- Executive shareholding requirements - Glass Lewis has introduced a new section of the guidelines which indicates that companies should generally adopt minimum executive share ownership requirements which should apply for the duration of an executive's tenure, and for a period of time post-employment.
- Remuneration relative to ownership structure - The guidelines have been expanded to outline a number of company practices that may mitigate concerns when a significant equity award is made to an executive who is also a major shareholder.
- Remuneration relative to peers - In a new section of the guidelines, Glass Lewis has outlined its expectations on setting remuneration levels relative to peers.
- Standard listed issuers - Glass Lewis has clarified that it generally applies its policies for those listed on the standard segment of the main market of the London Stock Exchange in the same way as for AIM-traded companies, but that ultimately it will approach such issuers on a case-by-case basis.
The key amendments to the 2023 ESG Guidelines include the following:
- Board accountability for climate-related issues - Glass Lewis believes companies with material exposure to climate risk stemming from their own operations should provide thorough climate-related disclosures in line with the recommendations of the Task Force on Climate-related Financial Disclosures. Accordingly, Glass Lewis will apply its policy on director accountability for climate-related issues to those large-cap companies which the Sustainability Accounting Standards Board has determined represent a financially material risk.
- Engagement considerations - the Guidelines have been updated to include consideration for engagement between companies and investors. Glass Lewis also believes that companies should make a concerted effort to provide disclosure in their proxy statements concerning their engagements with their broader shareholder bases on issues raised by shareholder proposals.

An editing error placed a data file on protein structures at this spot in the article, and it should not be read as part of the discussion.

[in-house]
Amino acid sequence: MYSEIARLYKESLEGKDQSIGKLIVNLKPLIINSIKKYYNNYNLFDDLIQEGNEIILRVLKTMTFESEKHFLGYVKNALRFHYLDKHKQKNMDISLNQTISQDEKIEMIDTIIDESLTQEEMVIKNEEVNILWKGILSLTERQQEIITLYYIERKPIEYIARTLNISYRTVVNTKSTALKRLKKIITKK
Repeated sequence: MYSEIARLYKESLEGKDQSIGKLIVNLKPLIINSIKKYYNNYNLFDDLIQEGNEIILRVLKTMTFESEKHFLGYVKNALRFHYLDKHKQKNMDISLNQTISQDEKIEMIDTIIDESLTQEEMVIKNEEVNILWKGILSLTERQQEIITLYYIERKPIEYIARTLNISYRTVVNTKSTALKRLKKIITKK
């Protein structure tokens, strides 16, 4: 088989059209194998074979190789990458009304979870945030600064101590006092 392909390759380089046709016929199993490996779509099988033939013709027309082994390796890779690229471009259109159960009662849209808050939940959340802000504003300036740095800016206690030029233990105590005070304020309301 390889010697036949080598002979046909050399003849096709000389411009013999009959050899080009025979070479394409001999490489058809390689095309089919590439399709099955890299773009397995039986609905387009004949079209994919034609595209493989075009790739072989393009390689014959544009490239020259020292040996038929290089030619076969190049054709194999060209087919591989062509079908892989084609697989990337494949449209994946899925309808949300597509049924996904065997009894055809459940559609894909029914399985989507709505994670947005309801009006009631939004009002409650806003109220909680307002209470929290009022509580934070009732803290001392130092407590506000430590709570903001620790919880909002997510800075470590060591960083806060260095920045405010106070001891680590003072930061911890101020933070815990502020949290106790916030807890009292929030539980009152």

- Non-financial reporting - Glass Lewis has updated its Guidelines on management-proposed ESG resolutions to reflect its approach to mandatory proposals in Spain and Switzerland asking shareholders to approve non-financial reporting. In addition, for large-cap companies and in instances where Glass Lewis identifies material ESG oversight concerns, it will review how the board oversees ESG issues. In instances where the board has failed to provide explicit disclosure concerning its role in overseeing material ESG issues, Glass Lewis may recommend that shareholders vote against the approval of a company’s non-financial reporting instead of or in addition to a recommendation to vote against accountable directors.
ESG - Transition Plans
4. Transition Plan Taskforce consults on sector-specific guidance
The Transition Plan Taskforce (TPT) has published draft guidance for transition plan preparers to interpret the disclosure framework in seven key sectors. Those sectors are banks, asset owners, asset managers, electric utilities & power generators, food & beverage, metals & mining, and oil & gas.
The consultation is open for comment until 29 December 2023.
The draft sector specific guidance provides further detail for these sectors in addition to the TPT Disclosure Framework and Implementation Guidance issued in October 2023 (see Transition Plan Taskforce issues Disclosure Framework and consults on sector guidance).
The latest 'deep-dive' guidance has been created for each of the seven sectors owing to their greenhouse gas emissions, their need for additional transition finance in the UK and the quality of existing available guidance.
Each sector guidance document: